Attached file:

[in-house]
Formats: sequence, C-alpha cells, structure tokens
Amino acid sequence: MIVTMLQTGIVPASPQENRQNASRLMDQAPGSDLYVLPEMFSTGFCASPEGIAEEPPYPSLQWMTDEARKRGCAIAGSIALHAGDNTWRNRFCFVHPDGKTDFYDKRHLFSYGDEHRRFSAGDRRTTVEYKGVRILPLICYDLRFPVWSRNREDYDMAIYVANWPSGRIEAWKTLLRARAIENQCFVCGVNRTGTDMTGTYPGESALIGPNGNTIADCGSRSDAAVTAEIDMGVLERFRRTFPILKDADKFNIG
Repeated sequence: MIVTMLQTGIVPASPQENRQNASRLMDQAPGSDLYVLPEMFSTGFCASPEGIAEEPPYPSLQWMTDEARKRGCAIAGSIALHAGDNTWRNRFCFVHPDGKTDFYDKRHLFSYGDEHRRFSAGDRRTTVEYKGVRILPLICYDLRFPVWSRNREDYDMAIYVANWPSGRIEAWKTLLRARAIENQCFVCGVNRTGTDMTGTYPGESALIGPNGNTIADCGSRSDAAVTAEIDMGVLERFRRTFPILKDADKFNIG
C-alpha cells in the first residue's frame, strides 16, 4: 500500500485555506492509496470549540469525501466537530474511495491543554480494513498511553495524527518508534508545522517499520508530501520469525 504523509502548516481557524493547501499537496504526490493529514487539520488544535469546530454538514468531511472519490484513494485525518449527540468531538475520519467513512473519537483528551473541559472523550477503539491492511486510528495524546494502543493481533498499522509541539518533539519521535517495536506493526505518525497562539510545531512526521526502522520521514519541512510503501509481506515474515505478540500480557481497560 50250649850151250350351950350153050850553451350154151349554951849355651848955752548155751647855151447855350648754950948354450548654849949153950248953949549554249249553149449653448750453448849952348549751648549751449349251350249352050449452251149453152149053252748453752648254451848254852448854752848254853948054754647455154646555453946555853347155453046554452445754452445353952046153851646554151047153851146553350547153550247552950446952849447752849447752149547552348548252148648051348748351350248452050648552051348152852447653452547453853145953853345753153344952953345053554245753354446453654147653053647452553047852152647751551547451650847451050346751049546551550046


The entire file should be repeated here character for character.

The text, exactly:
[in-house]
Formats: sequence, C-alpha cells, structure tokens
Amino acid sequence: MIVTMLQTGIVPASPQENRQNASRLMDQAPGSDLYVLPEMFSTGFCASPEGIAEEPPYPSLQWMTDEARKRGCAIAGSIALHAGDNTWRNRFCFVHPDGKTDFYDKRHLFSYGDEHRRFSAGDRRTTVEYKGVRILPLICYDLRFPVWSRNREDYDMAIYVANWPSGRIEAWKTLLRARAIENQCFVCGVNRTGTDMTGTYPGESALIGPNGNTIADCGSRSDAAVTAEIDMGVLERFRRTFPILKDADKFNIG
Repeated sequence: MIVTMLQTGIVPASPQENRQNASRLMDQAPGSDLYVLPEMFSTGFCASPEGIAEEPPYPSLQWMTDEARKRGCAIAGSIALHAGDNTWRNRFCFVHPDGKTDFYDKRHLFSYGDEHRRFSAGDRRTTVEYKGVRILPLICYDLRFPVWSRNREDYDMAIYVANWPSGRIEAWKTLLRARAIENQCFVCGVNRTGTDMTGTYPGESALIGPNGNTIADCGSRSDAAVTAEIDMGVLERFRRTFPILKDADKFNIG
C-alpha cells in the first residue's frame, strides 16, 4: 500500500485555506492509496470549540469525501466537530474511495491543554480494513498511553495524527518508534508545522517499520508530501520469525 504523509502548516481557524493547501499537496504526490493529514487539520488544535469546530454538514468531511472519490484513494485525518449527540468531538475520519467513512473519537483528551473541559472523550477503539491492511486510528495524546494502543493481533498499522509541539518533539519521535517495536506493526505518525497562539510545531512526521526502522520521514519541512510503501509481506515474515505478540500480557481497560 50250649850151250350351950350153050850553451350154151349554951849355651848955752548155751647855151447855350648754950948354450548654849949153950248953949549554249249553149449653448750453448849952348549751648549751449349251350249352050449452251149453152149053252748453752648254451848254852448854752848254853948054754647455154646555453946555853347155453046554452445754452445353952046153851646554151047153851146553350547153550247552950446952849447752849447752149547552348548252148648051348748351350248452050648552051348152852447653452547453853145953853345753153344952953345053554245753354446453654147653053647452553047852152647751551547451650847451050346751049546551550046